Background: I completed my undergraduate degree in Engineering at Harbin University of Science and Technology and then completed a master’s degree in Olympic and Sport Sociology at Beijing Sport University. My previous experiences are working as a fitness coach and I am the co-founder of JOIN Fitness. This is a start-up company awarded 1st prize in a start-up competition by Beijing Sport University co-founded with graduate schoolmates. As well as a range of volunteer experiences in sports such as figure skating, golf and cycling, I have competed in sports such as Basketball, Badminton and Judo.
How did you hear about the MSc Sports Performance? I heard about the course through the ongoing collaborative projects between the University of Limerick (PESS) and Beijing Sport University. I applied for the course through the Government of Ireland Scholarship programme and was fortunate to be offered one of the scholarship places.
Why did you apply for this programme specifically? Again, I had heard about the programme through the ongoing collaborations between the University of Limerick and Beijing Sport University.
I applied for this programme as I would like to learn more about Sport Sciences and the applied nature of this course interested me. I think I can really improve my practical knowledge through this course.
What are your career aspirations upon completing the course? I hope that the course will give me a deeper understanding of physiology, strength and conditioning and nutrition specifically. I also hope to develop my practical, applied knowledge. I want to learn about how to conduct good research and long term; I would like to work as a strength and conditioning coach.
Name: Mr Vivek Plakkote
Background: I completed my undergraduate degree at Mahatma Gandhi University graduating in 2014. I have spent a total of 13 years playing professional cricket in India. My main applied work has been in the area of strength and conditioning where I worked for 3 years with professional football teams and 3 years with elite cricketers in India designing and delivering year round strength and conditioning programmes.
How did you hear about the MSc Sports Performance? Online research.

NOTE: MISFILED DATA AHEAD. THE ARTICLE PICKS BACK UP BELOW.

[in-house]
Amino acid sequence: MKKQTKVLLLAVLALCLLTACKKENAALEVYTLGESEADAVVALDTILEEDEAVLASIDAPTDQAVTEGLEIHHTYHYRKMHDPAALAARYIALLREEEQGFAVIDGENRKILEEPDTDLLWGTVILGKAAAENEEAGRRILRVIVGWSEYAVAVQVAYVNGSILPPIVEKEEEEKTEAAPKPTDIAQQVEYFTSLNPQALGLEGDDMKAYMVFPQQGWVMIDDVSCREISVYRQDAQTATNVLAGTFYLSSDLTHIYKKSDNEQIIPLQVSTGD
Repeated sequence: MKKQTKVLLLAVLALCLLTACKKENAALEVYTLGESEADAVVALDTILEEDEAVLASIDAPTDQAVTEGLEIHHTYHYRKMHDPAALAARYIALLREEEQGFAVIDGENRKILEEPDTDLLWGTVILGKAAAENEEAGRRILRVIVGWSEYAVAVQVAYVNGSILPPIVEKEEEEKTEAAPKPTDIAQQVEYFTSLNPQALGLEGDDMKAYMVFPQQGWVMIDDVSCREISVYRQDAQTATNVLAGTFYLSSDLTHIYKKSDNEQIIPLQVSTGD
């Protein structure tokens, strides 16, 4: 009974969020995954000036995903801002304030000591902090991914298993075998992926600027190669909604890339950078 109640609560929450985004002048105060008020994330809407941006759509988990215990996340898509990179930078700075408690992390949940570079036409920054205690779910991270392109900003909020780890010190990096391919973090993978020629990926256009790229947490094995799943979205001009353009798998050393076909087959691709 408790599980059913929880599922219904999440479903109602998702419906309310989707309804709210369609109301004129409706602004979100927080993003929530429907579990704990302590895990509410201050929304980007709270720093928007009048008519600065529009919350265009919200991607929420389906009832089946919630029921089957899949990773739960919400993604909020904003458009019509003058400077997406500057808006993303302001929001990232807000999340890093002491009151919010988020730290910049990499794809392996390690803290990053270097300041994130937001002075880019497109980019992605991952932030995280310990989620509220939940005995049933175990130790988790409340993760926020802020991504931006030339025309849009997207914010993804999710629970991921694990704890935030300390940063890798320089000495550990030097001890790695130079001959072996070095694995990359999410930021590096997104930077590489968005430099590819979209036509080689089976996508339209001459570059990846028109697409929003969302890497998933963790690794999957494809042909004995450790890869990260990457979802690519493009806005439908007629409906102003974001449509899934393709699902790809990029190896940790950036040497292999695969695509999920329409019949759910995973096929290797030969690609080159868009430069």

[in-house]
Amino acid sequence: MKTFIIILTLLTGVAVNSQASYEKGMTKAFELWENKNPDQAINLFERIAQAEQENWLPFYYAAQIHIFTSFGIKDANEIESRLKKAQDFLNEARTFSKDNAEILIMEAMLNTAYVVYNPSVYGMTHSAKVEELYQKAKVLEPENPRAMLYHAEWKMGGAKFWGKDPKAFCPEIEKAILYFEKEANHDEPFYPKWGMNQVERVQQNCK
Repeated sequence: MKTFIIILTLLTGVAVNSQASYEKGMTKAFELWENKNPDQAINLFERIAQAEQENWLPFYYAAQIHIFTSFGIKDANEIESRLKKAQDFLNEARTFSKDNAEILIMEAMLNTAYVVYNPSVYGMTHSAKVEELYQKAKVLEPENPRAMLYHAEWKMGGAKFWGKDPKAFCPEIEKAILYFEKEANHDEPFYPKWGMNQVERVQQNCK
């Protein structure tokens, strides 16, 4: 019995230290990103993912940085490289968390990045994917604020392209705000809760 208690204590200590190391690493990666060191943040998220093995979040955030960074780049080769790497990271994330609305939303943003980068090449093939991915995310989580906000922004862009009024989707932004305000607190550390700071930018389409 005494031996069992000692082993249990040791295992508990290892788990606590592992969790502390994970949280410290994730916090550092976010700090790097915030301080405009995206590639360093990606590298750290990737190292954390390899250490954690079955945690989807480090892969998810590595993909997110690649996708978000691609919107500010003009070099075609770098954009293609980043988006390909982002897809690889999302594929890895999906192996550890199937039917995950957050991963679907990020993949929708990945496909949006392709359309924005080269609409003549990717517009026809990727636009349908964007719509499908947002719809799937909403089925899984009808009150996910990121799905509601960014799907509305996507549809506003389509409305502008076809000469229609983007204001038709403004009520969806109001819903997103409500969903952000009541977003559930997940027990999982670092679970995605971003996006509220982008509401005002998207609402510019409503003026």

Why did you apply for this programme specifically? I was looking for a master’s programme in the field of high performance. There are no such courses available in India and I currently feel I lack the in-depth knowledge to work in this field. I am hoping to develop this knowledge through my study on this course.
What are your career aspirations upon completing the course? My passion and most recent work experiences both relate to football. I want to make a contribution to that sport by working as a high performance coach with elite football associations in Europe and Asia.
So there you have it! Development of in-depth knowledge across the disciplines, enhancing professional competencies and development of practical applied skills seem to be the main reasons for students applying for the MSc Sports Performance.
Greater internationalisation (in all forms) is a necessary step in UL’s evolution. In the context of my own teaching on the MSc Sports Performance programme, the increased number of international students has enriched the academic programme, the classroom dynamic and learning experience for everyone concerned. I look forward to engaging with this evolution in future years.
Dr Mark Lyons is a lecturer in Strength and Conditioning and course director for the MSc in Sports Performance program. His research interests include fatigue effects on sports performance, match demands in Gaelic Games and physical activity and obesity in youth. You can contact Mark via email; email@example.com view his research profile on Research Gate or view Linked In